So sports carnival, drama, history, science, advanced maths, geography and art can all be dropped off the compulsory curriculum as far as I’m concerned. It is quite possible to lead a full life in our society without participating in or knowing a toss about any of those things. The wonderful thing about stopping the time-wasting compulsory activities is that people can then spend more time learning about things they are interested in and have aptitude for. We would have more motivated, satisfied and highly-educated students if we DIDN’T force them to waste a significant minority of their school years studying subjects which bore them, or that they never improve in.

Edited by Ozquoll, 10 August 2019 - 03:11 PM.


#42 YodaTheWrinkledOne

Posted 10 August 2019 - 03:14 PM

My kids primary school - everyone has to compete in at least 1 event. However, for the athletics carnival, there is a 3-legged race for all age groups, as well as an egg and spoon race. For the swimming carnival, there is the "big splash" event (basically each sport house gets points for bodies in the water and making a splash.

One of my children asks every single time if she can stay home that day, DH and I always say no. So far, she has always come home from the day saying she had a fun day (only 'competed' in one event, otherwise hung out with friends).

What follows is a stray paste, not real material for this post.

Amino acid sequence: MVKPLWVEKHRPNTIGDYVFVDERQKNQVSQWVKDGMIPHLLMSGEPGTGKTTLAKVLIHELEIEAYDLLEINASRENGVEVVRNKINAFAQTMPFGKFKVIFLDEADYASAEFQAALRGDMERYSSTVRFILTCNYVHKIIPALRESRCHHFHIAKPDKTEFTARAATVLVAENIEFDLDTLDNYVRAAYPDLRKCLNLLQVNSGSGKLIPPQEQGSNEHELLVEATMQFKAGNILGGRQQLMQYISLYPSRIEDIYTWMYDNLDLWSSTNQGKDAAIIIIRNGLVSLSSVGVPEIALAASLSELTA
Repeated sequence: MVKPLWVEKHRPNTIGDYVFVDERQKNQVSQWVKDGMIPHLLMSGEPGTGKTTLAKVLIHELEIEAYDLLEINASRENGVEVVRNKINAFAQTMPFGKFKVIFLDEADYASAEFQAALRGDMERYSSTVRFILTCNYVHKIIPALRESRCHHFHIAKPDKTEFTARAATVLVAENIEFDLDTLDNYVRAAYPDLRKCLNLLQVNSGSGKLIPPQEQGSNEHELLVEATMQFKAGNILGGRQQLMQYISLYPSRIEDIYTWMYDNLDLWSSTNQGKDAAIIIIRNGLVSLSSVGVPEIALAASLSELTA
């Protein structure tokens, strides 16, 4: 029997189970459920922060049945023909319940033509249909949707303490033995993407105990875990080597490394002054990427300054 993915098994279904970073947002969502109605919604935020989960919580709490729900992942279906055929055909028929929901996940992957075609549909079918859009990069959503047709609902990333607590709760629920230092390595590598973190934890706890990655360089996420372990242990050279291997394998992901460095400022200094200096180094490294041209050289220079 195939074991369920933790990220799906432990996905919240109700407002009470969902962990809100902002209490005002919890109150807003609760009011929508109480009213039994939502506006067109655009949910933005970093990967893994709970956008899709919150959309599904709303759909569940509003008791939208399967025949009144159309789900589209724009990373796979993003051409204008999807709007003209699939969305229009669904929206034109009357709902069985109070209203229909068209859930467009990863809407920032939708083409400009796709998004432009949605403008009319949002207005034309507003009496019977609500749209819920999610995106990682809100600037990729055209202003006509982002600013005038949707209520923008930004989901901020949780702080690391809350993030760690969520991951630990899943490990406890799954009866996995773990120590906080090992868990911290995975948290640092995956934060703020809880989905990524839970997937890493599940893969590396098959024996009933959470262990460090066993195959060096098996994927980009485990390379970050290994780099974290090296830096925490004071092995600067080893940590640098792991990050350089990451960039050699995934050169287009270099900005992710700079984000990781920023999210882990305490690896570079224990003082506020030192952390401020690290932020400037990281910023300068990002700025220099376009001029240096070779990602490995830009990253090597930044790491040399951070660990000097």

As someone who was completely useless at sports, I enjoyed sports days. It was a day just chilling, reading my book, cheering when I wanted to and just hanging out with friends. I was always last, I eventually realised no-one cared or took much notice. Plus someone has to come last!

#43 Funwith4

Posted 10 August 2019 - 03:15 PM

Should be optional... i have one child who is not sporty, very unco, has a weird style of running and in fact can’t really run at all (her legs don’t bend properly). She is on the spectrum. Sports carnivals induce weeks of being unable to sleep, stressing, being anxious and actually vomiting as the day draws near. But put her on a stage to sing or act, she is very happy. I sometimes let her have a day off school on cross country day or athletics day. I don’t have to heart to put her through the humiliation and embarrassment. The same way I would never put my other daughter on a stage in front of everyone to sing a song when everyone’s looking, knowing she cannot sing and will be laughed at.

I very much encourage my daughter though and tell her she can do it and she may like it. In the end I can’t make her do it and it’s not worth the sadness to her life.

#44 purplekitty

Posted 10 August 2019 - 03:17 PM

View PostOzquoll, on 10 August 2019 - 03:10 PM, said:

\